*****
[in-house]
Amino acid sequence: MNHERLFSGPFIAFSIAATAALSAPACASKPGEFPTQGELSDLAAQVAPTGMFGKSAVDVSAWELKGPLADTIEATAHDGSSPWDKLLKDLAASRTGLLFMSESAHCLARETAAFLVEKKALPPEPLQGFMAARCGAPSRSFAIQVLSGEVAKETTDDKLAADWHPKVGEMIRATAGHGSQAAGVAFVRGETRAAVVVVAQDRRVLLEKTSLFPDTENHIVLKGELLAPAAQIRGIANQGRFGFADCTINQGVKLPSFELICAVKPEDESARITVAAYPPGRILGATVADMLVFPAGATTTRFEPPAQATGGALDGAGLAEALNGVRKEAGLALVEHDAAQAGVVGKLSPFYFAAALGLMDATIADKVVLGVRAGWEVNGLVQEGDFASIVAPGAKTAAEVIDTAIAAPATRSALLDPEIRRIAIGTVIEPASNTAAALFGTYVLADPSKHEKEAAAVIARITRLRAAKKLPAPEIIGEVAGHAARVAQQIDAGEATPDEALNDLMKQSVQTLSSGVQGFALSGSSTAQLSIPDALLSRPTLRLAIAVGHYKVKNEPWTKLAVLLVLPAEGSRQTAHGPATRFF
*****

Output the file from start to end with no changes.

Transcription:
[in-house]
Amino acid sequence: MNHERLFSGPFIAFSIAATAALSAPACASKPGEFPTQGELSDLAAQVAPTGMFGKSAVDVSAWELKGPLADTIEATAHDGSSPWDKLLKDLAASRTGLLFMSESAHCLARETAAFLVEKKALPPEPLQGFMAARCGAPSRSFAIQVLSGEVAKETTDDKLAADWHPKVGEMIRATAGHGSQAAGVAFVRGETRAAVVVVAQDRRVLLEKTSLFPDTENHIVLKGELLAPAAQIRGIANQGRFGFADCTINQGVKLPSFELICAVKPEDESARITVAAYPPGRILGATVADMLVFPAGATTTRFEPPAQATGGALDGAGLAEALNGVRKEAGLALVEHDAAQAGVVGKLSPFYFAAALGLMDATIADKVVLGVRAGWEVNGLVQEGDFASIVAPGAKTAAEVIDTAIAAPATRSALLDPEIRRIAIGTVIEPASNTAAALFGTYVLADPSKHEKEAAAVIARITRLRAAKKLPAPEIIGEVAGHAARVAQQIDAGEATPDEALNDLMKQSVQTLSSGVQGFALSGSSTAQLSIPDALLSRPTLRLAIAVGHYKVKNEPWTKLAVLLVLPAEGSRQTAHGPATRFF